• Rise of the LMS

    by  • June 14, 2015 • Learning Technologies • 0 Comments

    Your LMS is likely to be an ugly duckling. Here are some tips to nurture it to the magnificent swan it ought to be.

    Your LMS is likely to be an ugly duckling. Here are some tips to nurture it to the magnificent swan it ought to be.


    The Learning Management System is quite possibly the most underestimated HR system in pretty much every organisaiton. Yes, this is a broad-brush statement that may offend some of you, but the vast majority of you, kind readers, don’t see the importance of your LMS in comparison to, say, your comp and ben database. Or your HRIS.

    I understand why you would think that, but I’m here to make a bold statement – you’re wrong.

    Many of you would say “but people care more about their money than their learning”, and I complete see your point.

    But while you make sure people get paid, your LMS is gathering virtual dust which is probably costing you a bundle. All the while, it could save you money and just as importantly, provide you the strategic insight you need.

    First step: an LMS is NOT a library

    The first thing you need to acknowledge it that your LMS is not a library, a self-service centre or a glorified spreadsheet that tracks learning. Those days are gone.

    An LMS could (and should!) be the powerhouse of your people planning; the epicentre of you capability reporting; the mine from which critical #BigData is quarried and the source of your strategic workforce development.

    If you are serious about strategic workforce planning, if you are game for creating a truly strategic people function in your organisation, stop treating your LMS like the ugly cousin of people systems. It can help you understand the capability you have in your organisation and match it to the capability you need.

    And here’s how:

    Create competency matrices

    Populate your LMS with your behavioural matrix as well as hard skill, binary competencies. You will be able to create a very strong visual of what skills are where, what the gaps are, where critical failures can occur.

    Gamify skill/competency achievement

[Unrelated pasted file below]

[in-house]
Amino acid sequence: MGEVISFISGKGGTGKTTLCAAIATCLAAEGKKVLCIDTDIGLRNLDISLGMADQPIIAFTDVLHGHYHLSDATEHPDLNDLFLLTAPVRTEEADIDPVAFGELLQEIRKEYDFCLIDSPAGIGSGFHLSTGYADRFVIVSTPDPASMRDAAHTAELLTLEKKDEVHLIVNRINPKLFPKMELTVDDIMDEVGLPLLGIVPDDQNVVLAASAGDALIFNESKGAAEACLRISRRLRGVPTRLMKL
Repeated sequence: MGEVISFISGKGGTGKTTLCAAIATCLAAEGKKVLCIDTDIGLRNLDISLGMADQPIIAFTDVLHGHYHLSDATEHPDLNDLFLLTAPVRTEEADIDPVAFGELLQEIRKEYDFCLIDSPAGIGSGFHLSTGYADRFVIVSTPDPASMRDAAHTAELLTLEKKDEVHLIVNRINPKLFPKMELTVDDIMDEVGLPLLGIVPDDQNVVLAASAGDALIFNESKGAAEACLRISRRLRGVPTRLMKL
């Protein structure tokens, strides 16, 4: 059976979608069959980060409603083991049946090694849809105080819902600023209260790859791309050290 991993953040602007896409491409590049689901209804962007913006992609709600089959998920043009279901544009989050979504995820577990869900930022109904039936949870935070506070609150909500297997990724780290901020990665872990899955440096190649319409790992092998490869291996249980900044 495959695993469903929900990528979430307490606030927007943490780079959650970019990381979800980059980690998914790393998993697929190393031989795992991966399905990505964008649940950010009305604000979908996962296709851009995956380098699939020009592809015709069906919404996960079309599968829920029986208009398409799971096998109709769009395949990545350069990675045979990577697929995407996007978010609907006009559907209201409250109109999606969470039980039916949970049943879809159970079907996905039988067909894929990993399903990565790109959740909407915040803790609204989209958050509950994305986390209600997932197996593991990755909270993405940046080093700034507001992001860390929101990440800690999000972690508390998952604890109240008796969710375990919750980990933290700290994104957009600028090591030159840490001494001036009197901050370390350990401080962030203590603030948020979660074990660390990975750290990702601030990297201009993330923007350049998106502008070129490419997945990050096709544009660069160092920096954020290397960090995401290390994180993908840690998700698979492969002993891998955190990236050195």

You can start with the badge thing (“Tin Can API light”, where your employees collect badges for achieving capabilities) all the way through to the creation of multiplayer-online-role-playing-game-style levelling. It will make things a lot more fun.


    Map all that to job profiles and roles

    Create a transparent network of what skills contribute to which job in the organisation. The reporting from here will give you the clearest succession planning tree you could ask for. It will also serve you a much better talent matrix than our traditional 3 x 3.

    Give people autonomy to manage their own learning

    Let people manage their own completion and achievement. Let them log in what they do in their spare time. Let them have as much access as you can to as much content as you would have.

    Reward people for being “overskilled”

    Especially if they progress their skills through internal means, meaning, if they use the LMS and the competencies and badges you have on offer there.

    And always…


    LMSs can do a lot more for you if you relinquish some of the control to the end users and the system itself. Map your processes, see what your LMS can do for you and see how your LMS can reduce your workload by a factor of ten.


    Don’t keep reporting, analysis and audit powers to yourself. Empower other people and functions to see data that will be critical to them, allow them to create and manage their processes through the LMS.

    Overlay people data

    Take your bums on seats numbers and overlay them with organisational demographics, such as structure, or levels of pay, or department.

    Take your completion rates or completion scores and overlay them with demographics, or talent scores, or managers.


    I know some of these are more easily said than done. I’d love to hear what you think about it. Will it work in your organisation? If not, why?

    As always, ping@ me an email or @ping me on Twitter


    Photo credit to anitab0000 via sxc.hu.

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